Drug-Defying Malaria Cases Found in Southeast Asia

Malaria Thailand
A Thai Public Health Ministry official places a thermometer in a child’s mouth at a malaria clinic in Kanchanaburi Province’s Sai Yok district on October 26, 2012. Sukree Sukplang

It seems straight out of The X-Files, but the news is terrifyingly real: Drug-resistant malaria-carrying parasites have been found in Cambodia-Thailand border regions, according to a study published Wednesday in The New England Journal of Medicine. This isn’t the first time the parasite has resisted drugs, but experts say this recent development poses a new and serious threat to malaria control efforts.

Malaria is a parasite that is injected into a human host by mosquitos. When the parasites are resistant to treatment, it means they clear slowly from patients’ bloodstreams. According to the study, parasites in regions of southern Laos, northeastern Cambodia and central Myanmar are becoming increasingly resistant to the anti-malarial drug, while the deadliest of malaria-inducing parasites, Plasmodium falciparum, has been confirmed as resistant to the drugs in Vietnam, Thailand and western and northern Cambodia. The drugs were found to be effective in Nigeria, Kenya and the Democratic Republic of the Congo, however.

In roughly the past decade, progress has been made in reducing the number of deaths from the infection. According to the World Health Organization (WHO), infection rates were reduced by 25 percent globally from 2000 to 2012, and the mortality rate decreased by 42 percent during the same period. But an estimated 600,000 individuals still die from the parasite every year, and the majority of victims are children under 5. Half the world’s population is currently at risk of malaria infection.

The WHO has been recommending artemisinin combination therapies (ACTs) as the first-line malaria treatment, a measure that led to a significant decline in malaria cases since it was first proposed in the mid-1990s. Currently the most effective antimalarial drug, artemisinin is widely available throughout Southeast Asia. Yet the study found incidences of artemisinin resistance in parasites near the Cambodia-Thailand border. In 2005, another case of antimalarial drug resistance was reported in the same region.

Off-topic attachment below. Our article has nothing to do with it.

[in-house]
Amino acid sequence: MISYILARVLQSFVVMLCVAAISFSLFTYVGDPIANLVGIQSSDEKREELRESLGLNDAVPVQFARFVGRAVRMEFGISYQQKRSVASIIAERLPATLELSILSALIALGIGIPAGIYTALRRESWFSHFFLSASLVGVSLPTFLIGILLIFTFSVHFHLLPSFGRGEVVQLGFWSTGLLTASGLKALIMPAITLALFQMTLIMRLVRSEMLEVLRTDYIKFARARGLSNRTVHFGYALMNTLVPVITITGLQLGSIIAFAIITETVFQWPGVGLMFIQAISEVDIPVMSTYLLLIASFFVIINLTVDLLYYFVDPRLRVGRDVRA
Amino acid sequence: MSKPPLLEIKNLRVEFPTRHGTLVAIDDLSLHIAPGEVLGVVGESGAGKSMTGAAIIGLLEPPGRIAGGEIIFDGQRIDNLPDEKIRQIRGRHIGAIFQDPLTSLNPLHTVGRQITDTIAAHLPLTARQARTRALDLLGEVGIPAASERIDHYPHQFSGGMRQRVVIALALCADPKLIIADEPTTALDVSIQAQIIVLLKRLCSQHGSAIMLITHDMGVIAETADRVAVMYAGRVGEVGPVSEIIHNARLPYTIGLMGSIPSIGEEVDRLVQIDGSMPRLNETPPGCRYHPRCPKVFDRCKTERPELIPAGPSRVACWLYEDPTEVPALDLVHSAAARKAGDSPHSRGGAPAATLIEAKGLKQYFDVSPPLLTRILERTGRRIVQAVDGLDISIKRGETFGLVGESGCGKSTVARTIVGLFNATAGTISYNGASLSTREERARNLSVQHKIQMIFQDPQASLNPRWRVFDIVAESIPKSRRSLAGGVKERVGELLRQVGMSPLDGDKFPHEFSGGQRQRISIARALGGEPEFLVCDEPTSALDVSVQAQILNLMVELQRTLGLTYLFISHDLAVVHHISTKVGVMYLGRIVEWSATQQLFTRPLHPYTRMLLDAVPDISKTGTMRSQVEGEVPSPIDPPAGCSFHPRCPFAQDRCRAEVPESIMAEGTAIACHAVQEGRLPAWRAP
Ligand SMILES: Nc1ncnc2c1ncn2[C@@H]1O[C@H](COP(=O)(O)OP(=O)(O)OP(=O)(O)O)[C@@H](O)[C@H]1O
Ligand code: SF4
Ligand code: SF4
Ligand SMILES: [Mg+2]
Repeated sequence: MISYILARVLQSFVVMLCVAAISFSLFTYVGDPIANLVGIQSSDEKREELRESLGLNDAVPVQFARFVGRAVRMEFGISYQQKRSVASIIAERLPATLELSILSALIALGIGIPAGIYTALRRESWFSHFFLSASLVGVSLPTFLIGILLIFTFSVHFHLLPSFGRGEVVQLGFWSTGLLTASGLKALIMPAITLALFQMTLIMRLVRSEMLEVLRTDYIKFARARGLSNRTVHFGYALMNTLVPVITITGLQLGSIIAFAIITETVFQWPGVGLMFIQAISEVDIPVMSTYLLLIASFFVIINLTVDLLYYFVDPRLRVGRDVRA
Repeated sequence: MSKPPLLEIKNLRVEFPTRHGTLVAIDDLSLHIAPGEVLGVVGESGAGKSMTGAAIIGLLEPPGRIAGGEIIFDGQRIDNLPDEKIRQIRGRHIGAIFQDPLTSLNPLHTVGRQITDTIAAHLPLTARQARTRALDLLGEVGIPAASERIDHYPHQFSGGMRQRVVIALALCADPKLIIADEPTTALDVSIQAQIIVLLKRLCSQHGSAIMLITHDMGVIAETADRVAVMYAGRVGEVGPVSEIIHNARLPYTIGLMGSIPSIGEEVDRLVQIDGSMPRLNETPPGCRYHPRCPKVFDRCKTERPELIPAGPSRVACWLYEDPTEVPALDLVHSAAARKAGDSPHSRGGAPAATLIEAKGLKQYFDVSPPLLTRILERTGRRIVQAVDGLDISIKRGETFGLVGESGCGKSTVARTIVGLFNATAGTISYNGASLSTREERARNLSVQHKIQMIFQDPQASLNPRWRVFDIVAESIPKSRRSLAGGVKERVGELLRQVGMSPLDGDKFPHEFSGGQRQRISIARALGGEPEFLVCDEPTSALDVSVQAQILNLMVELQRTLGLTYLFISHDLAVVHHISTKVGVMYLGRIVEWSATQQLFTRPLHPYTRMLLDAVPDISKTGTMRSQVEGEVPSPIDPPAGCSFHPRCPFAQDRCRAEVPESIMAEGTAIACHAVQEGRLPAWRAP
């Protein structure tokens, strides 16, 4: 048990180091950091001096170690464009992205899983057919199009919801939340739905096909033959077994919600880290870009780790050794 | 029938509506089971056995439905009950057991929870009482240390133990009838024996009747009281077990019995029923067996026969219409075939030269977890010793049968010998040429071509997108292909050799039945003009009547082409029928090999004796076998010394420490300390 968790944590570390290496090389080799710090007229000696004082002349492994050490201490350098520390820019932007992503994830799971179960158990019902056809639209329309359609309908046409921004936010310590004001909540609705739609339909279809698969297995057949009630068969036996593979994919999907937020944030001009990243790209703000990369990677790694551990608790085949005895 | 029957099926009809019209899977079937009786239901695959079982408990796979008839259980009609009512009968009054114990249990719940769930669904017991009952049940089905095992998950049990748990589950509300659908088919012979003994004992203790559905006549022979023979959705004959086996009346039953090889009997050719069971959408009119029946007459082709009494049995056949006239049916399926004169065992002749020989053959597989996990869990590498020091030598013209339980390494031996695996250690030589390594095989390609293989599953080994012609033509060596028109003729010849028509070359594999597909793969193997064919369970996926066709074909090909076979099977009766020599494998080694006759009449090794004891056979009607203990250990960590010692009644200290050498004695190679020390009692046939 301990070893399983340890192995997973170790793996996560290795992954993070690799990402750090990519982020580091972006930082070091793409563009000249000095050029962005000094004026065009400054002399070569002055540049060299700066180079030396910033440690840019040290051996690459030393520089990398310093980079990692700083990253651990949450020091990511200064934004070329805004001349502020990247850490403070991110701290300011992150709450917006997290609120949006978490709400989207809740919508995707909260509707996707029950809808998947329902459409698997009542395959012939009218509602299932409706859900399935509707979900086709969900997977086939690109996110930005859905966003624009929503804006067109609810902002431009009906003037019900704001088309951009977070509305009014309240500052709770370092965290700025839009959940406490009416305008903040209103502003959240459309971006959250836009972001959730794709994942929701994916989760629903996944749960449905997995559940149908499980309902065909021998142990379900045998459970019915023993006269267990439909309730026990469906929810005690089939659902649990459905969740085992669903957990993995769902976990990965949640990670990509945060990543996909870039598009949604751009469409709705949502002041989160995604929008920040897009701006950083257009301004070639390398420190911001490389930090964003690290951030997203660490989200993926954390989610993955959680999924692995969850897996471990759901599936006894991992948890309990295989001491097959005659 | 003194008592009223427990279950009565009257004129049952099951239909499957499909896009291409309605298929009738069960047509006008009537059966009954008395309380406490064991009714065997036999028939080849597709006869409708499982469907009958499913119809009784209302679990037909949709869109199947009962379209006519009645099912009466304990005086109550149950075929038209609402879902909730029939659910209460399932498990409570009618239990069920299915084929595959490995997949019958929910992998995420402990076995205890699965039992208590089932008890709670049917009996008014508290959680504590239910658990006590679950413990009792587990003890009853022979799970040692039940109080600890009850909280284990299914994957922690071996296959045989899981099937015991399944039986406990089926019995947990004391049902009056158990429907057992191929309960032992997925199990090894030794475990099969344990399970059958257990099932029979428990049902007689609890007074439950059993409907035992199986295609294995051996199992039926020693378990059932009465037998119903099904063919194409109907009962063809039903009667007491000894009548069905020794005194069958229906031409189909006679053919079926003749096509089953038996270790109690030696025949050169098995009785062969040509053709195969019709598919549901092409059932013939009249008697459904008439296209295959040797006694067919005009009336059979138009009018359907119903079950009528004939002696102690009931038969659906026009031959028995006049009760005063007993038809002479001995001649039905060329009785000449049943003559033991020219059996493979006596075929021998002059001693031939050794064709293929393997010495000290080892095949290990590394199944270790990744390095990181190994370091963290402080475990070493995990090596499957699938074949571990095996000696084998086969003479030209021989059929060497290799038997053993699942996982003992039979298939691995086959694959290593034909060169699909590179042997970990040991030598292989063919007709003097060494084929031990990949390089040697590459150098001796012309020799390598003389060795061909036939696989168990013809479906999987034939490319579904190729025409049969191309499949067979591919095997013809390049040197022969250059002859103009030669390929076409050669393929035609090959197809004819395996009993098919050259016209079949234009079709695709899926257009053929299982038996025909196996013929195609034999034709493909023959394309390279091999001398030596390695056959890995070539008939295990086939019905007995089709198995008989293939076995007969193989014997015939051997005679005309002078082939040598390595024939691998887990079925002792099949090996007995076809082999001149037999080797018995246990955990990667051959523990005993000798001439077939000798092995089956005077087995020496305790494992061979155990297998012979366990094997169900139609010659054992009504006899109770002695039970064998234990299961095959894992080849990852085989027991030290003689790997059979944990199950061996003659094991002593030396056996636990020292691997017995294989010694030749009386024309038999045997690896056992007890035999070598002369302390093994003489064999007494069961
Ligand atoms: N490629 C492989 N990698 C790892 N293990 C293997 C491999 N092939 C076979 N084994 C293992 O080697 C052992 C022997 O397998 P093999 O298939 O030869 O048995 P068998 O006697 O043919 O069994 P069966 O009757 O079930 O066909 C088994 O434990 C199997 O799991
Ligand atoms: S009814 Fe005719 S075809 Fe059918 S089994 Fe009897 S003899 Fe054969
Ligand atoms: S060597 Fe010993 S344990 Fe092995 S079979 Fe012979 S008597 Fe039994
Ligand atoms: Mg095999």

It may still be possible to prevent the spread of artemisinin-resistant malaria parasites across Asia and then to Africa by eliminating them, but that window of opportunity is closing fast,” said Nicholas White in a press release. He is a senior author of the study and chairman of the Welcome Trust-funded Mahidol Oxford Tropical Medicine Research Unit, a professor of tropical medicine at the University of Oxford and chair of the Worldwide Antimalarial Resistance Network.

“Conventional malaria control approaches wont be enough—we will need to take more radical action and make this a global public health priority, without delay, he said.

The study analyzed 1,241 malaria patients between May 2011 and April 2013. It enrolled children and adults infected with the Plasmodium falciparum parasite at 15 trial sites across 10 different Asian and African countries. There participants underwent six days of anti-malarial treatment. Blood samples were then drawn to map the “parasite clearance half-life,” the rate at which the parasite left the patient’s bloodstream.

The results found that 68 percent of patients in eastern Thailand still had parasites in their blood 72 hours after treatment, compared with 0 percent of patients in Kenya. The infections that stayed long within patients’ bloodstreams were found to be linked with a mutation in the Plasmodium falciparum gene, called kelch 13.

Yet on July 9 The New England Journal of Medicine published another study detailing some hope for future malaria treatment. A new anti-malarial drug is reportedly in development at pharmaceutical manufacturing giant Novartis, although it’s still in trial stages and won’t be available for several years.

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